Real estate consultancy JLL India recently announced that Bengaluru saw the highest leasing activity within the Asia-Pacific region (above 200,000 square metres) while Delhi-NCR recorded the third-highest number (above 100,000 square metres) in the first quarter of 2016. It seems the commercial real estate segment (office space), which had been in the doldrums between 2008 and 2013, is witnessing a recovery, driven by higher demand from IT-ITES, e-commerce, financial companies and the service sector at large. The segment offers attractive opportunities to deep-pocketed investors.
Capital values are relatively low in most cities at present and rental rates are also not exorbitant (see table), making investment in commercial property an attractive proposition. Lack of opportunities within the residential segment is also propelling investors towards commercial real estate. "Current price levels are way beyond what people can afford, which is why absorption is not improving and inventory levels remain high in most cities. That is why commercial real estate is now the market favourite," says Pankaj Kapoor, managing director, Liases Foras.
Attractive and predictable rentals: Commercial real estate is well suited for high net worth individuals (HNIs) looking to earn steady cash flows over the long term. "The annual rental yield from this segment can range from 9-11 per cent, whereas one can't expect a return of more than 2-3.5 per cent a year from residential property," says Anuj Puri, chairman and country head, JLL India.
Predictability of rental flows is another attraction. "If you have invested in a Grade- A office space and own a large floor area, you could attract quality tenants, including Fortune 500 companies. Such tenants come with long-term lease agreements of five years or more, which lend predictability to rentals flows," says Prateek Pant, co-founder and head of products and solutions, Sanctum Wealth Management.
The REITs opportunity: Real estate investment trusts (Reits), which are likely to become operational in India soon, are expected to result in large investment flows into the commercial segment. "Many of the tenanted Grade-A commercial buildings will be transferred into REIT structures. This will create a vibrant secondary market," says Pant.
A word of caution: Investors foraying into this segment should be aware of its potential risks. The first of these is investing at the wrong valuation. "You should get a rental yield of at least 10 per cent or above in today's market," says Kapoor. Another risk lies in the current tenants vacating the building. If they do so, there is always a question mark on how soon the building will be reoccupied, and at what rental yield. If the investor has taken a loan, his cash woes tend to compound with each passing month.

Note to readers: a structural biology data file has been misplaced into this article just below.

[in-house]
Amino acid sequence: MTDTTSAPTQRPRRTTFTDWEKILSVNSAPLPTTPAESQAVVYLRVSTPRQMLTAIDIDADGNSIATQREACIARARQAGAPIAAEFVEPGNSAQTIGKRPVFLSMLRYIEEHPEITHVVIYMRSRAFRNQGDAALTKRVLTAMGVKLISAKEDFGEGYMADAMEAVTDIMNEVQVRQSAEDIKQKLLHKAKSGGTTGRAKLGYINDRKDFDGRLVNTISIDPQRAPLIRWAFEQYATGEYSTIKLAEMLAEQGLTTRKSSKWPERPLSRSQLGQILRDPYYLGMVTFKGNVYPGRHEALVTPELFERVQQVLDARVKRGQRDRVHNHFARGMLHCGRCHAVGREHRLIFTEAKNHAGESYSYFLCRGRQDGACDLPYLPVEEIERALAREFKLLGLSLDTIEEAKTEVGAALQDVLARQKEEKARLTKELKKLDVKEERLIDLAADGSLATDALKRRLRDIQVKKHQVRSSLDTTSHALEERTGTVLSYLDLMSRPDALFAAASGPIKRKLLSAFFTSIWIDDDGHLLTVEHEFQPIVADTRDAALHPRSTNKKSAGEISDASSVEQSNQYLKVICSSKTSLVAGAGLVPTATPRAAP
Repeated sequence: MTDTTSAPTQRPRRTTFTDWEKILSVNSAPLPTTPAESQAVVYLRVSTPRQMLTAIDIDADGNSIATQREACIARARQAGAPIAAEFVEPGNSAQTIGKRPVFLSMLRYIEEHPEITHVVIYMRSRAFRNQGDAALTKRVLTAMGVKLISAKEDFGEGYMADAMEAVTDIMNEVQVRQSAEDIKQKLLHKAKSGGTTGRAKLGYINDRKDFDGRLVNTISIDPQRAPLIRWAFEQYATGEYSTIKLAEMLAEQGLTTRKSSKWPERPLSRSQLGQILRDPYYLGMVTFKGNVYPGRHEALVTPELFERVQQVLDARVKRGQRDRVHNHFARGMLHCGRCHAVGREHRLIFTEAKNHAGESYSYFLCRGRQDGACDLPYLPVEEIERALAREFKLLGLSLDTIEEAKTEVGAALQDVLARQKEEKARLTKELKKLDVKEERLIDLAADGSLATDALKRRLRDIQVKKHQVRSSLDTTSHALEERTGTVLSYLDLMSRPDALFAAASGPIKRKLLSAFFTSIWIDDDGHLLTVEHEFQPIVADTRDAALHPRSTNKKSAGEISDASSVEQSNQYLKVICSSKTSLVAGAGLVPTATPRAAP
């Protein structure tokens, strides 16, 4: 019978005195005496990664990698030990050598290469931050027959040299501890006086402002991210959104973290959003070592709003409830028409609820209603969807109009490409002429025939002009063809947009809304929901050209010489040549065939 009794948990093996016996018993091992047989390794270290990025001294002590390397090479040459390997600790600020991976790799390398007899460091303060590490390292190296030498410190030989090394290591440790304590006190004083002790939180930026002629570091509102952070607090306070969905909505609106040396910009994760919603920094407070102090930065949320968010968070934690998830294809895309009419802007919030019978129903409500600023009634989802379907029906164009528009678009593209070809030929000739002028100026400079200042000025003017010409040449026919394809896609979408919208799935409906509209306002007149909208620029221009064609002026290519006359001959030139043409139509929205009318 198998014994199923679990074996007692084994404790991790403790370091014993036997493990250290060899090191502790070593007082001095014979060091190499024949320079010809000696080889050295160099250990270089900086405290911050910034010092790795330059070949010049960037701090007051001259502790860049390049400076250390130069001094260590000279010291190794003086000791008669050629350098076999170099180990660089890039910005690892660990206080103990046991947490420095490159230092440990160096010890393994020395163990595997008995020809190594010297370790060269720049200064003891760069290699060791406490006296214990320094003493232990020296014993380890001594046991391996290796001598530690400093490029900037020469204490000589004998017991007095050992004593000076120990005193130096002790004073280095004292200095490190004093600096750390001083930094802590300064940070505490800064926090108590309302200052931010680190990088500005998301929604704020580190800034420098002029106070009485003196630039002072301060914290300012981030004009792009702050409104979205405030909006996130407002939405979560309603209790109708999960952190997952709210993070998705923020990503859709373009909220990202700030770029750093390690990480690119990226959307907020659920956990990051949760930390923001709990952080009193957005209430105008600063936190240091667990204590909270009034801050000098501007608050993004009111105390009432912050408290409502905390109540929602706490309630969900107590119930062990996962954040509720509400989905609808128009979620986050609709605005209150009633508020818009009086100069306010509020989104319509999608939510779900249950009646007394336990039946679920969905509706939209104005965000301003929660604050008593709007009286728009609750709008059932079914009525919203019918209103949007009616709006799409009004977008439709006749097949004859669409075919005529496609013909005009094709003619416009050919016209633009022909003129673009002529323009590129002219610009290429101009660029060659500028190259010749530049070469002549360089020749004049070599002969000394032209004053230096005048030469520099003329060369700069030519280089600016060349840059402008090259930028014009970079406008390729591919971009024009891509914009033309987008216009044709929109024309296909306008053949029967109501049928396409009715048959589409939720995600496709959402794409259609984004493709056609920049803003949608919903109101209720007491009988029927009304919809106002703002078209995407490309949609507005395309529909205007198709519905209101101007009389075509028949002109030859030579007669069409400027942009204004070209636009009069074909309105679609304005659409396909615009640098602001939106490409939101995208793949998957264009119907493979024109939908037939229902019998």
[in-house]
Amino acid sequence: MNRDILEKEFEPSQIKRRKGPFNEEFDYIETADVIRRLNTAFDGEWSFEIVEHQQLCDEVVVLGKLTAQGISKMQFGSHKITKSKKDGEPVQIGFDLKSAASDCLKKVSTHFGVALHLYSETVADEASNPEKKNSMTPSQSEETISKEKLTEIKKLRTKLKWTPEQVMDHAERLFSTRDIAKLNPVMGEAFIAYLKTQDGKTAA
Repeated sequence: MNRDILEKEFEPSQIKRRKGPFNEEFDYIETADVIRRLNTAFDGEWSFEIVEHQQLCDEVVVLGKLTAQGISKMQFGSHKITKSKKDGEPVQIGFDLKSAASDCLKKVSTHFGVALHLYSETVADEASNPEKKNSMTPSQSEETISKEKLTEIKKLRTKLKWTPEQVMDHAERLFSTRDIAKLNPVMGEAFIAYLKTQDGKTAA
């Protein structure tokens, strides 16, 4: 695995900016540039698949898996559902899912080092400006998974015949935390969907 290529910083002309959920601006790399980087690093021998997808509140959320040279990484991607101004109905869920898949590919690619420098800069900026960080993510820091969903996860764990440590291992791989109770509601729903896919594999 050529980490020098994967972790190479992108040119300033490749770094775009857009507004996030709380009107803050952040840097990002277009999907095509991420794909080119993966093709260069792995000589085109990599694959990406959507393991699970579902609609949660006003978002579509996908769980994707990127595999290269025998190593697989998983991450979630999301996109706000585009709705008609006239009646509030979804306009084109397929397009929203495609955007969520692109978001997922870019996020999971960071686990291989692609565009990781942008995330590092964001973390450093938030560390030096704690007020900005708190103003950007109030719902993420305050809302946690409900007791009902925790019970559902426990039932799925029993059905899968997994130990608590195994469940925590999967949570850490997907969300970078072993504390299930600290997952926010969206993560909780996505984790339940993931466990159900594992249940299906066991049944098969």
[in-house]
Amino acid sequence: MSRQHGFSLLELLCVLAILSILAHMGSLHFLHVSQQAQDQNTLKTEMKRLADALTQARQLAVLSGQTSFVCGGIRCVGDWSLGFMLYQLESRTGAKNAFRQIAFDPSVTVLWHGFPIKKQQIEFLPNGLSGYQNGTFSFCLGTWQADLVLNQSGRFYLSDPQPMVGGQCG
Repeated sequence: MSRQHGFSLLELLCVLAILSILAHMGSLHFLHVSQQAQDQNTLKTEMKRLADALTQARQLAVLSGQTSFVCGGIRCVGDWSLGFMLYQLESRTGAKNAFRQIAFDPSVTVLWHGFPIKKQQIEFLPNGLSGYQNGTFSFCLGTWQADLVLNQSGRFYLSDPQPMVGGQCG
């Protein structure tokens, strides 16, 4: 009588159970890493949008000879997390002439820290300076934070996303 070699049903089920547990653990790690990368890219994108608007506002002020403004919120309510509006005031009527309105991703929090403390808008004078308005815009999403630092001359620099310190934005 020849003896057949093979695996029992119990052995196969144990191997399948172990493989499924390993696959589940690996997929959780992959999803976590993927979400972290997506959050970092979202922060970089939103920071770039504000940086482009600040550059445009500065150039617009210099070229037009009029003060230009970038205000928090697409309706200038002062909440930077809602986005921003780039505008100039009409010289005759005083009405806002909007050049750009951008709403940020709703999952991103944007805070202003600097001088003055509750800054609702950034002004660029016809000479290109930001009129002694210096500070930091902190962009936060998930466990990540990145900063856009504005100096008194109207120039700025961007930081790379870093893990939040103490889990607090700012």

Only investors with deep pockets should think of investing in commercial real estate. To be able to attract a high grade tenant, you need to invest in at least 5,000-8,000 sq. ft. of space. So, capital outlay typically runs into crores in this segment.
The stage at which you invest in a commercial property also determines your level of risk. Invest at the development stage and you will be subject to what is known as development risk. This refers to the danger that the developer may not complete the building on time, or in the worst case, not develop it at all. "If you enter at the under-construction stage, make sure the developer has achieved timelines at earlier stages," says Ajay Rakheja, chief executive officer, Creindia.com. Adds Pant: "Today, the safest option is to invest in a pre-tenanted property, where you know who the developer and the tenants are, and the duration of the lease agreements that have been signed." When investing in a pre-tenanted building, look at the quality of tenants. The presence of high-quality tenants creates a positive eco-system that attracts more such tenants.
Don't fall prey to assured returns schemes: Today, when developers have to pay an interest rate of above 18 per cent a year on loans, this is their way of getting you to subsidise their cost of project financing. "Such schemes are risky and many have lost money. Whatever builders may write in the agreement, there is always the risk that they may go back on their promises," warns Kapoor.